1) Recruit the best possible candidates for teaching jobs;
2) Give aspiring and veteran teachers the right incentives and targeted training to perform well in the classroom;
3) Evaluating teacher performance fairly but rigorously;
4) Dismissing incompetent instructors after they have had an opportunity to improve their performance; and
5) Placing the best teachers where they are needed most.
Off the bat, we should be able to agree to 80 percent of the above recommendations. Idea number four is likely to cause heartburn and major concern for the teachers unions and many who don’t want to rock the boat too much. Such ideas, though, force us to look comprehensively at the ways we can address the issues and close the gaps. They start debates that need to be had. Will EEP win the day on removing teachers from their duties? Unlikely. But raising the subject forces superintendents and policymakers to take a much keener look at how we measure the effectiveness of the teachers entrusted with closing our learning and achievement gaps.
Currently, there are a number of groups and collaborations focusing on issues of access and equity in public education. Some like to think that groups like EEP and Bigger, Bolder are competing interests. But can’t we all agree that the achievement gap problem is one that needs lots of great thinkers and lots of new ideas and new approaches? As long as organizations are out there putting forward ideas, offering new thoughts and new recommendations about how to better spend our current education dollars, how to better measure our effectiveness in the classroom, how to better teach our students, and how to ensure more (and hopefully) all students have access to the same high-quality learning opportunities, aren’t we better off for it? Doesn’t such civil discourse force us to shake the status quo and start thinking about real solutions that rattle the system yet offer real chances to improve educational opportunities?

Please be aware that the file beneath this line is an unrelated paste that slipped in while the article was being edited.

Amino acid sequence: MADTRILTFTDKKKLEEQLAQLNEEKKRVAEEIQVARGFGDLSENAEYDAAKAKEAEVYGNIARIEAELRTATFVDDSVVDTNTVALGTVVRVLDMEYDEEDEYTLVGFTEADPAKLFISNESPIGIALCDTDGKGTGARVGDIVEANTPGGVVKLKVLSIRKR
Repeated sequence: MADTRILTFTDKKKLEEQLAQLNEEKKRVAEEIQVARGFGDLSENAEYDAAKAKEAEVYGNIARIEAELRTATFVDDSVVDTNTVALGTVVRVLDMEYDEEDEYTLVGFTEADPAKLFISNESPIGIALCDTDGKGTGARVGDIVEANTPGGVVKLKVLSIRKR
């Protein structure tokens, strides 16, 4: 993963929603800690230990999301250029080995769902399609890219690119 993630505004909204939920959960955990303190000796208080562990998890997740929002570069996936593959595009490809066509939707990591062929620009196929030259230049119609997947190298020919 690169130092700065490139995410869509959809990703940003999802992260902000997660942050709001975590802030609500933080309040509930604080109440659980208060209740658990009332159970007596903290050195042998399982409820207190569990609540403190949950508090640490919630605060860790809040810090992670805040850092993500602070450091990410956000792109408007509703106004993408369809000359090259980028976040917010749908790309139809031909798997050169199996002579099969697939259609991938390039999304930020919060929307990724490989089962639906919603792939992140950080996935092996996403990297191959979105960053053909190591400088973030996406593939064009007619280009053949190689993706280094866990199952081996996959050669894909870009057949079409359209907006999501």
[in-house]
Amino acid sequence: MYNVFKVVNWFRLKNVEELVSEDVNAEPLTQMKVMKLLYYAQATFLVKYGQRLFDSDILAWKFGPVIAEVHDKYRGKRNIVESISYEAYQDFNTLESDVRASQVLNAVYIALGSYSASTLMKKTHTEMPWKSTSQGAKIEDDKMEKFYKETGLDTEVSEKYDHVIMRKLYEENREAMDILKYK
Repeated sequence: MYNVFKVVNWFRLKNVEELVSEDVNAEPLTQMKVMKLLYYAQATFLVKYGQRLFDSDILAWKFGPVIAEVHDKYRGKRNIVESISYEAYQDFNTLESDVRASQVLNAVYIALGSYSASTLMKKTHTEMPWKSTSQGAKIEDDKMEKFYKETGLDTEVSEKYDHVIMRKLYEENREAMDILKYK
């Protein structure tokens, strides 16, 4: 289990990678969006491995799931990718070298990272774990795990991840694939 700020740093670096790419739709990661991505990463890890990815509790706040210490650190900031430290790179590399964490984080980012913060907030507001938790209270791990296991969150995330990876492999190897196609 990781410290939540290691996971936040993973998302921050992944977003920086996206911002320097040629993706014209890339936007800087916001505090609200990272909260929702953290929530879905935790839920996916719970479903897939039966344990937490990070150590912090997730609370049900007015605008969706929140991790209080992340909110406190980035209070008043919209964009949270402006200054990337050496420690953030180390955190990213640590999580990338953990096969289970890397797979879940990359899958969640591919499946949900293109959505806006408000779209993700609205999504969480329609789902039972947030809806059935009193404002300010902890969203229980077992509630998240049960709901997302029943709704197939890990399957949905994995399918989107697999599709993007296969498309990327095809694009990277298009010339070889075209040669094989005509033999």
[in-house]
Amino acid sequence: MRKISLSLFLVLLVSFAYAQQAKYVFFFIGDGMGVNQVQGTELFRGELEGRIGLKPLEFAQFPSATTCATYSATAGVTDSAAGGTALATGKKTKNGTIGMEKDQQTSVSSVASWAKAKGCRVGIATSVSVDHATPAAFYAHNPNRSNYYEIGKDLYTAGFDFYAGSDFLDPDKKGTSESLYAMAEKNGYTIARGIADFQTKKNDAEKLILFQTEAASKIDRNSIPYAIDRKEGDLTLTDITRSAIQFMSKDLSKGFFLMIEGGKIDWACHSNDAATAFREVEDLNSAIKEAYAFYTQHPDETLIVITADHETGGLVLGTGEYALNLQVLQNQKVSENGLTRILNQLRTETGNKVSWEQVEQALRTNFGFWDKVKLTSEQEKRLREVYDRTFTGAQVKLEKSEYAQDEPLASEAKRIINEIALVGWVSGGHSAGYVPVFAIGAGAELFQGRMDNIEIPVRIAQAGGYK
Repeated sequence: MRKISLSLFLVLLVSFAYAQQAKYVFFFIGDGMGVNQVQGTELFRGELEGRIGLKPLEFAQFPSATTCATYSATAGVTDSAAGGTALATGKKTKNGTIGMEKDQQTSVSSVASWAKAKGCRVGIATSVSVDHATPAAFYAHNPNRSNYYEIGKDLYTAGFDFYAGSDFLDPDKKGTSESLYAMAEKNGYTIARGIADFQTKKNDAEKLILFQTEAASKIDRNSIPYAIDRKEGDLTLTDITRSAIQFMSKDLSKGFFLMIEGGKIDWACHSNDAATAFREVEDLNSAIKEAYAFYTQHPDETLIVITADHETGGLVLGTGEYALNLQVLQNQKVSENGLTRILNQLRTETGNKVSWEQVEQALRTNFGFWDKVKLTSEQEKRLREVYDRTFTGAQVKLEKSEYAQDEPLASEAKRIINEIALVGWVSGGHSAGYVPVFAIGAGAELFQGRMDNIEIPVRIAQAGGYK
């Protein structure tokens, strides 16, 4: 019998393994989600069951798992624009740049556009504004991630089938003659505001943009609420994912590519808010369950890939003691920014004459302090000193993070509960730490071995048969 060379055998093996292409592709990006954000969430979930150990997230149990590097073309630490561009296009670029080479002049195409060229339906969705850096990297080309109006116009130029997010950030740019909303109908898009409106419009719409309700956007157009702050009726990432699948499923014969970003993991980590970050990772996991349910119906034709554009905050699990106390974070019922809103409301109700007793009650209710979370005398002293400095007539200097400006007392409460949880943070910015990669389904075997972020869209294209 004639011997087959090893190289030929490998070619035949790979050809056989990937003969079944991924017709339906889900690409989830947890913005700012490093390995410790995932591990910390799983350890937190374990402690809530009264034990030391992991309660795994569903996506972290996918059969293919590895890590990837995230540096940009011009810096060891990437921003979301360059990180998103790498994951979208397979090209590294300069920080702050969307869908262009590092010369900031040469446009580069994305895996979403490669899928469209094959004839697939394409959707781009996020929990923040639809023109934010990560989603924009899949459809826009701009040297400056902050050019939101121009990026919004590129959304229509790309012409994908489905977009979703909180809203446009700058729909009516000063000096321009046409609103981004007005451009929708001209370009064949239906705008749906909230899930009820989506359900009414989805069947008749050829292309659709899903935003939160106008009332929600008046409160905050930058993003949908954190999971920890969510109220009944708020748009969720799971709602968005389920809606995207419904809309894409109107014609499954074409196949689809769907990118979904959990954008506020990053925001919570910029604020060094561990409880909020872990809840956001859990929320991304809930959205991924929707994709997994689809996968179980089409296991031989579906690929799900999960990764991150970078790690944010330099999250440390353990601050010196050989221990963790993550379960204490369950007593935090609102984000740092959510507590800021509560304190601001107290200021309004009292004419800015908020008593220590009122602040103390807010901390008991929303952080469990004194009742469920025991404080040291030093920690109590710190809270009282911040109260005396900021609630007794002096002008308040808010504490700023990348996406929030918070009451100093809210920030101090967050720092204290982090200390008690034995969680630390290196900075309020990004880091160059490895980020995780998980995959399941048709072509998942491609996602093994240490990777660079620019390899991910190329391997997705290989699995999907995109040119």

EEP will continue to issue recommendations on a series of classroom-based issues for addressing the achievement gap. They need to. For those who agree, they need to amplify the voice and move these ideas into action. For those who disagree, they need to get on their soapboxes and offer better ideas to capture the hearts and minds of the community. But there is no room for staying silent. The education, economic, and societal impacts of the achievement gap are simply too great for us to say nothing, do nothing, and expect nothing. The status quo is no longer an option. Too many students have dropped out, lost out, and missed out because we have done nothing. If we are to fulfill our national promise to provide every child with equal, high-quality learning opportunities, we need to act. And we need to act now.